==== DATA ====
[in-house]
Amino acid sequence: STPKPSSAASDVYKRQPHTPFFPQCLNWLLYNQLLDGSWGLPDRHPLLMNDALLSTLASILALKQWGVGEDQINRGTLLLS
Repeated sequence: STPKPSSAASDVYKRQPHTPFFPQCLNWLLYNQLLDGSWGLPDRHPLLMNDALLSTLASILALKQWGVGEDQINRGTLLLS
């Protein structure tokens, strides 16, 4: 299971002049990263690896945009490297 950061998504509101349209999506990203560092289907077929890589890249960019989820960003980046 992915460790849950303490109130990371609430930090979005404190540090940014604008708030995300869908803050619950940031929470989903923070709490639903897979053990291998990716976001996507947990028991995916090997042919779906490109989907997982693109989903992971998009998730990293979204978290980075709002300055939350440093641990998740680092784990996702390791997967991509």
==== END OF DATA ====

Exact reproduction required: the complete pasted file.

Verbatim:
[in-house]
Amino acid sequence: STPKPSSAASDVYKRQPHTPFFPQCLNWLLYNQLLDGSWGLPDRHPLLMNDALLSTLASILALKQWGVGEDQINRGTLLLS
Repeated sequence: STPKPSSAASDVYKRQPHTPFFPQCLNWLLYNQLLDGSWGLPDRHPLLMNDALLSTLASILALKQWGVGEDQINRGTLLLS
């Protein structure tokens, strides 16, 4: 299971002049990263690896945009490297 950061998504509101349209999506990203560092289907077929890589890249960019989820960003980046 992915460790849950303490109130990371609430930090979005404190540090940014604008708030995300869908803050619950940031929470989903923070709490639903897979053990291998990716976001996507947990028991995916090997042919779906490109989907997982693109989903992971998009998730990293979204978290980075709002300055939350440093641990998740680092784990996702390791997967991509």